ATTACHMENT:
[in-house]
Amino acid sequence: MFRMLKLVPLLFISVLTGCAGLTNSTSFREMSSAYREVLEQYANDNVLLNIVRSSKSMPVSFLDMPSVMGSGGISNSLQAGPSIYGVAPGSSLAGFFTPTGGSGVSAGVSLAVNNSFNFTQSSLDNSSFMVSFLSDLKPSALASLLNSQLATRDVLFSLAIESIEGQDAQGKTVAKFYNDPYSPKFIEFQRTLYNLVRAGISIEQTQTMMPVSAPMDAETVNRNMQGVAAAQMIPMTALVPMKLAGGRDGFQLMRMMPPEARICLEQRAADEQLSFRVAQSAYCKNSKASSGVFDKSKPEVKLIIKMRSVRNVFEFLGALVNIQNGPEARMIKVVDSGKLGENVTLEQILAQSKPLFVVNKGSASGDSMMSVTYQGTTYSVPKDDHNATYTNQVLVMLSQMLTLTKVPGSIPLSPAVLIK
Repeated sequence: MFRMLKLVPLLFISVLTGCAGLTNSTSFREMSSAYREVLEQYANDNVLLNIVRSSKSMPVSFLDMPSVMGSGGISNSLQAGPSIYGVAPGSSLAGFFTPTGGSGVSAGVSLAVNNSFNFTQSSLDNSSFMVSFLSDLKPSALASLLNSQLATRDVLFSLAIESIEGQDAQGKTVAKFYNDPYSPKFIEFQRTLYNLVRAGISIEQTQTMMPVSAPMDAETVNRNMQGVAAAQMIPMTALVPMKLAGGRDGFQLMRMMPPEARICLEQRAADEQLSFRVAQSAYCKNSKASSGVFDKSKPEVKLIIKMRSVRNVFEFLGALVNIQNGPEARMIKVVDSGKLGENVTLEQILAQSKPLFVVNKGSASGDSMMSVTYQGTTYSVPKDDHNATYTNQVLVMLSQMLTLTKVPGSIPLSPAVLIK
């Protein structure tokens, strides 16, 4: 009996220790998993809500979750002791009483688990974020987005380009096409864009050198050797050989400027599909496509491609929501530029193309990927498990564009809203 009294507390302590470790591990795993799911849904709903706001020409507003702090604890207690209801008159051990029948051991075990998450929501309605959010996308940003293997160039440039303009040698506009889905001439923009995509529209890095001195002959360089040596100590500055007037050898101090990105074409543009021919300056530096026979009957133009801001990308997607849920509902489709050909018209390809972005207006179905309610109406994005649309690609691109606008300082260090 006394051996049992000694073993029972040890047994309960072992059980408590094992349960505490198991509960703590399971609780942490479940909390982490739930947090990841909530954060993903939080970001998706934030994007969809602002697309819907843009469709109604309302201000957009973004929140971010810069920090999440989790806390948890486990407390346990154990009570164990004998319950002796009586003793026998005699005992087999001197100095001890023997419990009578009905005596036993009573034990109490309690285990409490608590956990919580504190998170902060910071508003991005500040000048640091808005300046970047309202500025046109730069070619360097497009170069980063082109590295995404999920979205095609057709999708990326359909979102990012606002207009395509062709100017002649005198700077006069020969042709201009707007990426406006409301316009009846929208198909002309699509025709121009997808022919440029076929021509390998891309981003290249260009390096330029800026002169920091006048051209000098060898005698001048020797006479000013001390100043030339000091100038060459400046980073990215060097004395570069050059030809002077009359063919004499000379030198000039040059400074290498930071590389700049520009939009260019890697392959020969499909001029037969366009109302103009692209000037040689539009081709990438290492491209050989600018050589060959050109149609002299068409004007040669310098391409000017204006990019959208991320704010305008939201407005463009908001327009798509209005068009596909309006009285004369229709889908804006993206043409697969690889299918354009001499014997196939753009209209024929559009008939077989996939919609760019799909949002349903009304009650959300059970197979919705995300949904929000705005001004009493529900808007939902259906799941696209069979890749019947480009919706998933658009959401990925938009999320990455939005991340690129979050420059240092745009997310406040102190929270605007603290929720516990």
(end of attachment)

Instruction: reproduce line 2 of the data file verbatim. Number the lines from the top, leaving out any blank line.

Amino acid sequence: MFRMLKLVPLLFISVLTGCAGLTNSTSFREMSSAYREVLEQYANDNVLLNIVRSSKSMPVSFLDMPSVMGSGGISNSLQAGPSIYGVAPGSSLAGFFTPTGGSGVSAGVSLAVNNSFNFTQSSLDNSSFMVSFLSDLKPSALASLLNSQLATRDVLFSLAIESIEGQDAQGKTVAKFYNDPYSPKFIEFQRTLYNLVRAGISIEQTQTMMPVSAPMDAETVNRNMQGVAAAQMIPMTALVPMKLAGGRDGFQLMRMMPPEARICLEQRAADEQLSFRVAQSAYCKNSKASSGVFDKSKPEVKLIIKMRSVRNVFEFLGALVNIQNGPEARMIKVVDSGKLGENVTLEQILAQSKPLFVVNKGSASGDSMMSVTYQGTTYSVPKDDHNATYTNQVLVMLSQMLTLTKVPGSIPLSPAVLIK